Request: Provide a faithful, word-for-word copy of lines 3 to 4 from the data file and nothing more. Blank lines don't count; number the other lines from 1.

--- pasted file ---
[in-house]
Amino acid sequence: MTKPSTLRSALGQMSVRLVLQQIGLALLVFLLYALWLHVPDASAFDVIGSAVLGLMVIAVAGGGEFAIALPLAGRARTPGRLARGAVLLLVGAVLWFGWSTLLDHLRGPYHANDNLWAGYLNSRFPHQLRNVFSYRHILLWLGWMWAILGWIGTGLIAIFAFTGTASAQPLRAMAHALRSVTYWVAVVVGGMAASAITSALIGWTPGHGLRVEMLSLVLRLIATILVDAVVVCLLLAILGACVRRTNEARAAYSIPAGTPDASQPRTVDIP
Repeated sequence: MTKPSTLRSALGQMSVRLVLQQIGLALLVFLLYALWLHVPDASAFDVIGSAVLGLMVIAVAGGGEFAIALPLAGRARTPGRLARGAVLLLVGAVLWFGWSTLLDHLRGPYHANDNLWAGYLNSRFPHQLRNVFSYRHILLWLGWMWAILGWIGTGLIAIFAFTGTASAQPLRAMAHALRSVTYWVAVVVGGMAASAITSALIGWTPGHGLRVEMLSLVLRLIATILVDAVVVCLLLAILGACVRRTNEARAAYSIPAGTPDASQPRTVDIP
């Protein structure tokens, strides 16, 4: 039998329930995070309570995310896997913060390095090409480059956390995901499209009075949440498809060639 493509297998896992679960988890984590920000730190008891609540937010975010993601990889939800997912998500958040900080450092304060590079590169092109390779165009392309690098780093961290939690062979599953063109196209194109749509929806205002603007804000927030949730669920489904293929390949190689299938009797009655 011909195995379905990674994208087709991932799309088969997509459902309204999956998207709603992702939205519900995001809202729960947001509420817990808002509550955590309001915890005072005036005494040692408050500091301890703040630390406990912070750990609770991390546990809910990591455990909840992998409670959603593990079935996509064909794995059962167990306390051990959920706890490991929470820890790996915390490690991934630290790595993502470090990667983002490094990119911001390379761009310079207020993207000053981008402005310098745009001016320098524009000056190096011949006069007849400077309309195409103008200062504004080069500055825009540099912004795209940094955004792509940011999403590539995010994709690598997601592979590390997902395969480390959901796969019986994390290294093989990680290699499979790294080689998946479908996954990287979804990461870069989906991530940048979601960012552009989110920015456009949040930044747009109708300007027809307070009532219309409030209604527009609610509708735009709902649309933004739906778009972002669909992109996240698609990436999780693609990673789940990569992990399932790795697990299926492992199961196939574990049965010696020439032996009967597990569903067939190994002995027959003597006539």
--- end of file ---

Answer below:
Repeated sequence: MTKPSTLRSALGQMSVRLVLQQIGLALLVFLLYALWLHVPDASAFDVIGSAVLGLMVIAVAGGGEFAIALPLAGRARTPGRLARGAVLLLVGAVLWFGWSTLLDHLRGPYHANDNLWAGYLNSRFPHQLRNVFSYRHILLWLGWMWAILGWIGTGLIAIFAFTGTASAQPLRAMAHALRSVTYWVAVVVGGMAASAITSALIGWTPGHGLRVEMLSLVLRLIATILVDAVVVCLLLAILGACVRRTNEARAAYSIPAGTPDASQPRTVDIP
């Protein structure tokens, strides 16, 4: 039998329930995070309570995310896997913060390095090409480059956390995901499209009075949440498809060639 493509297998896992679960988890984590920000730190008891609540937010975010993601990889939800997912998500958040900080450092304060590079590169092109390779165009392309690098780093961290939690062979599953063109196209194109749509929806205002603007804000927030949730669920489904293929390949190689299938009797009655 011909195995379905990674994208087709991932799309088969997509459902309204999956998207709603992702939205519900995001809202729960947001509420817990808002509550955590309001915890005072005036005494040692408050500091301890703040630390406990912070750990609770991390546990809910990591455990909840992998409670959603593990079935996509064909794995059962167990306390051990959920706890490991929470820890790996915390490690991934630290790595993502470090990667983002490094990119911001390379761009310079207020993207000053981008402005310098745009001016320098524009000056190096011949006069007849400077309309195409103008200062504004080069500055825009540099912004795209940094955004792509940011999403590539995010994709690598997601592979590390997902395969480390959901796969019986994390290294093989990680290699499979790294080689998946479908996954990287979804990461870069989906991530940048979601960012552009989110920015456009949040930044747009109708300007027809307070009532219309409030209604527009609610509708735009709902649309933004739906778009972002669909992109996240698609990436999780693609990673789940990569992990399932790795697990299926492992199961196939574990049965010696020439032996009967597990569903067939190994002995027959003597006539």